Thursday, December 11, 2008

Holiday Jazz 2008: Dig that crazy Santa Claus!

By Derrick Bang • Originally published in The Davis Enterprise, 12.11.08

[Web master’s note: Northern California film critic Derrick Bang — the eldest, youngest and only son of this site’s jazz guru, Ric Bang — has surveyed the holiday jazz scene for roughly 13 years, with lengthy columns that just keep growing.]

It really is my favorite time of the year.

Say what you will about holiday madness — the glitz, the hype, the hysterical shoppers (some a little too hysterical, at times), several dozen competing productions of The Nutcracker — but there’s no denying the appeal of holiday music.

Particularly holiday jazz.

No seasonal trauma is too great that it can’t be alleviated by a warm fire, a warmer companion and a soulful interpretation of “Silent Night” or “I’ll Be Home for Christmas” by the likes of Oscar Peterson or Dave Brubeck.

Those gentleman represent the talents of Christmas Past: Their holiday CDs are established treasures.
I’m concerned here with the talents of Christmas Present, and the pickings are quite impressive.


Actually, very impressive. During the past decade, this annual round-up has grown into the column that devoured Cleveland. This year, it’s taking out the entire eastern seaboard.

The Web continues to make my annual search a true treasure hunt, since imagination is required to track down offerings from micro-labels. Mind you, “homemade” isn’t necessarily a pejorative: Plenty of top-quality musicians have abandoned the major record labels to strike out on their own. CD technology has turned living rooms into high-tech recording studios, and Web sites provide the best in free advertising.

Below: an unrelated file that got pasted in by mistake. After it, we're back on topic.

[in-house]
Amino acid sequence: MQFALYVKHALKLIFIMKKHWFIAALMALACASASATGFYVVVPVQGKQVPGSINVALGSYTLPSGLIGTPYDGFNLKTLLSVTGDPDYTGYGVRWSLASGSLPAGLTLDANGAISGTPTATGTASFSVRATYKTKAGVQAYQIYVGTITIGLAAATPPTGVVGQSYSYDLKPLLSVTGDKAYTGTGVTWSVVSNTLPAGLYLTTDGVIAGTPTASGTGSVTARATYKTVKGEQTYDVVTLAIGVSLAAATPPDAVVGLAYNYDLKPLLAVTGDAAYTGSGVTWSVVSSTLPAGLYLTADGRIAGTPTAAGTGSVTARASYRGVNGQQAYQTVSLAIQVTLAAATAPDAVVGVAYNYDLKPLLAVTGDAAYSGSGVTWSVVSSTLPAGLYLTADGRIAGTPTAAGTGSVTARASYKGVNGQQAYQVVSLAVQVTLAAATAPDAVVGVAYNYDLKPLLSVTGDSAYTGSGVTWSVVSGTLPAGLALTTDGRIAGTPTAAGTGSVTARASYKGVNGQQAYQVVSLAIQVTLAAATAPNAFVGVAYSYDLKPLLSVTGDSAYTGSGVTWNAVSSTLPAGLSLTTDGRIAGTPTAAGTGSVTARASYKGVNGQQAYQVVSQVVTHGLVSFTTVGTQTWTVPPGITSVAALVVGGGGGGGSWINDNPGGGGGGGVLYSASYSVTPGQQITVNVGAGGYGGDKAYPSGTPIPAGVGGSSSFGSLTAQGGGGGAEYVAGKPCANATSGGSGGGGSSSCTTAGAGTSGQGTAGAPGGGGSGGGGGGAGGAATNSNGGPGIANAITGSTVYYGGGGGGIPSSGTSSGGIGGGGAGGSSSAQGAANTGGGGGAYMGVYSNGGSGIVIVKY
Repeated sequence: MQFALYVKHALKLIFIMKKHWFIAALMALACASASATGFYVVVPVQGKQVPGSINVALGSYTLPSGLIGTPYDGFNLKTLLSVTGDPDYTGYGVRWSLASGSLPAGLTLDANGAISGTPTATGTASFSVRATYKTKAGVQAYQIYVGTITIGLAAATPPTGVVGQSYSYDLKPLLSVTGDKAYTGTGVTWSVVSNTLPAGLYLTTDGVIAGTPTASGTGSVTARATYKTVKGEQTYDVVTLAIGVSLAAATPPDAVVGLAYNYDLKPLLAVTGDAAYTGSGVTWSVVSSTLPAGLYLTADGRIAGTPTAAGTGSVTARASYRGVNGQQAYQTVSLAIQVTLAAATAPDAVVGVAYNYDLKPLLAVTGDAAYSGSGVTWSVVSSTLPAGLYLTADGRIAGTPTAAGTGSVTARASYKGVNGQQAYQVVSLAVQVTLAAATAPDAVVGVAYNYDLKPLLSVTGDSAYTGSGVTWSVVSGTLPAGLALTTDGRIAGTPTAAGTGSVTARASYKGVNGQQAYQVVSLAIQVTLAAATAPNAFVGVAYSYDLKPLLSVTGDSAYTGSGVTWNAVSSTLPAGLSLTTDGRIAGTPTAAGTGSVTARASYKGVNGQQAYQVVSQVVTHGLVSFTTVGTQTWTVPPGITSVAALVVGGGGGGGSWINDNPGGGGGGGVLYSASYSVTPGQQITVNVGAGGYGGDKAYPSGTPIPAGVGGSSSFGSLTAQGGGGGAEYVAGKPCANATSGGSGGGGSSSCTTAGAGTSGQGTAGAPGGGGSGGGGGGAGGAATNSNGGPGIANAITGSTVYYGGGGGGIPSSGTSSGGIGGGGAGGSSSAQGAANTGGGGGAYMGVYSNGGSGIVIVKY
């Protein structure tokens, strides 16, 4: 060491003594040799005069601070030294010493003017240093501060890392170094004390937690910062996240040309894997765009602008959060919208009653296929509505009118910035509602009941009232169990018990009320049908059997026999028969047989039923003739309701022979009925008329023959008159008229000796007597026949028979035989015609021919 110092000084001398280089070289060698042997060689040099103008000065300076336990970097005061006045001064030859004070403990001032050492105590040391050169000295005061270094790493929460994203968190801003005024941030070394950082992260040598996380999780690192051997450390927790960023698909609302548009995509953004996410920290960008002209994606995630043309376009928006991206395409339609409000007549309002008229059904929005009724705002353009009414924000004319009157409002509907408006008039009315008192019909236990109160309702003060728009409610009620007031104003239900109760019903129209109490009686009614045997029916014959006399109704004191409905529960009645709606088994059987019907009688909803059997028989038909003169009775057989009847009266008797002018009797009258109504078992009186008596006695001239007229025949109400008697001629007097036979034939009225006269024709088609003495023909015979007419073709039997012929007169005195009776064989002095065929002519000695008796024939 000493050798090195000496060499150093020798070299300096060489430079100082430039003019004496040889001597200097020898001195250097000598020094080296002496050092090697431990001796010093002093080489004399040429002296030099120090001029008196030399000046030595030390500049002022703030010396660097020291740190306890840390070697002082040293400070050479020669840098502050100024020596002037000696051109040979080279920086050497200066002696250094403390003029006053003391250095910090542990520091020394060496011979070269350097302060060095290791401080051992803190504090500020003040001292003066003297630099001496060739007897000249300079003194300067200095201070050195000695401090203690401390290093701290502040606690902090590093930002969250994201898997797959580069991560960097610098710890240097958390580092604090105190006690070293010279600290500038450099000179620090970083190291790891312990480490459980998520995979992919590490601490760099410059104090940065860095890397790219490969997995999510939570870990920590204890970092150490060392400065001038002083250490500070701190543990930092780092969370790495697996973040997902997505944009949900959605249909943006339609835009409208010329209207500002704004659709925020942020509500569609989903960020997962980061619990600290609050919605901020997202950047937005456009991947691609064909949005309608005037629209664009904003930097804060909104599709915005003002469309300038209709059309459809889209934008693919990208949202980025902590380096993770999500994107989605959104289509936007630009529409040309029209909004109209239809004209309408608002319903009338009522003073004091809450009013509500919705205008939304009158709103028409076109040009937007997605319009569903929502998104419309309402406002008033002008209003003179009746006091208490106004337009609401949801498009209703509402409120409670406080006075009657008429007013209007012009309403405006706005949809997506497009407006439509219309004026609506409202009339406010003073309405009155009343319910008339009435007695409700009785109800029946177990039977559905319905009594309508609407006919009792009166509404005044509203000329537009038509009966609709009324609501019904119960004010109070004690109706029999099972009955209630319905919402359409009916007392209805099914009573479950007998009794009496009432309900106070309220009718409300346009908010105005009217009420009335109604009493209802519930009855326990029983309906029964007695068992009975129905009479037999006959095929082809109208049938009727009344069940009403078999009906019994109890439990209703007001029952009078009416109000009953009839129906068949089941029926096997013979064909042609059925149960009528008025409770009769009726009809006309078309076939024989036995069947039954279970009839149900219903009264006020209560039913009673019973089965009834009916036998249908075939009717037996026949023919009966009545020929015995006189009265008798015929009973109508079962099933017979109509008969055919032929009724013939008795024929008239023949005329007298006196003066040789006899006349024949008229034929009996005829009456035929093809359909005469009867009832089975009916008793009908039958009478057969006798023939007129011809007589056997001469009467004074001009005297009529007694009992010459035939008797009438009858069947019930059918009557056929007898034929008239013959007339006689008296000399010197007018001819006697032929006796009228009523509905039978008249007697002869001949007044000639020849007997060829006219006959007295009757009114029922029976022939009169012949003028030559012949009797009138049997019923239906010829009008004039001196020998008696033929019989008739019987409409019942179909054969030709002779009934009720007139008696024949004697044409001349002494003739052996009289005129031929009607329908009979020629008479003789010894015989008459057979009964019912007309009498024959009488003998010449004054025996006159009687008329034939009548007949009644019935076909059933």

The Web’s streaming radio networks can be quite useful, and two of the largest — and — play the sounds of the season 24/7.

As-yet undiscovered artists also post their efforts, often as downloadable MP3 files, at Web “collectives” such as CD Baby (, which always has hundreds of holiday-themed albums, several mentioned below.

But be careful: Some of the “artists” you’ll find at CD Baby and its clones deserve to remain undiscovered.

You’ll also want to check out, which has a section specifically devoted to holiday jazz.


Two popular jazz vocalists released new holiday albums this year, representing what could be called the genre’s old and new guard. Tony Bennett’s A Swingin’ Christmas (Columbia 88697 34321 2) is his second seasonal effort, after 1968’s Snowfall; Harry Connick Jr.’s What a Night (Columbia 88697 37020 2) is his third (!), after 1993’s When My Heart Finds Christmas and 2003’s Harry for the Holidays.

Of the two, Bennett’s album is more likely to satisfy jazz purists, thanks to the lively participation of the Count Basie Big Band and the spirited quartet of Monty Alexander (piano), Paul Langosch (bass), Harold Jones (drums) and Gray Sargent (guitar). Bennett gets off to a roaring start, with up-tempo arrangements of “I’ll Be Home for Christmas” and “Silver Bells,” both of which feature inventive keyboard solos by Alexander.

Bennett and the band also have a lot of fun with “My Favorite Things,” “Winter Wonderland” and “Santa Claus Is Coming to Town,” the latter boasting a wailin’ tenor sax solo from Andy Snitzer.

The mood turns inexplicably mushy during “All I Want for Christmas Is You,” which is heavily orchestrated, complete with strings; it can’t be called jazz, and really doesn’t belong on this album. By contrast, Bennett’s lovely phrasing on “Have Yourself a Merry Little Christmas” is perfectly complemented by the smaller combo.

Bennett is joined by his daughter, Antonia, on “I’ve Got My Love to Keep Me Warm.” She’s not bad, in a gently sultry way, although the song doesn’t make any heavy demands of her vocal range.

The album concludes with a particularly dramatic reading of “O Christmas Tree,” with Bennett accompanied only by Musiker on piano; Bennett almost speaks the lyrics, and he seems to be bidding farewell to a particularly lush tree, rather than celebrating its praises. It’s an unusual finish, given the CD’s primarily upbeat tone.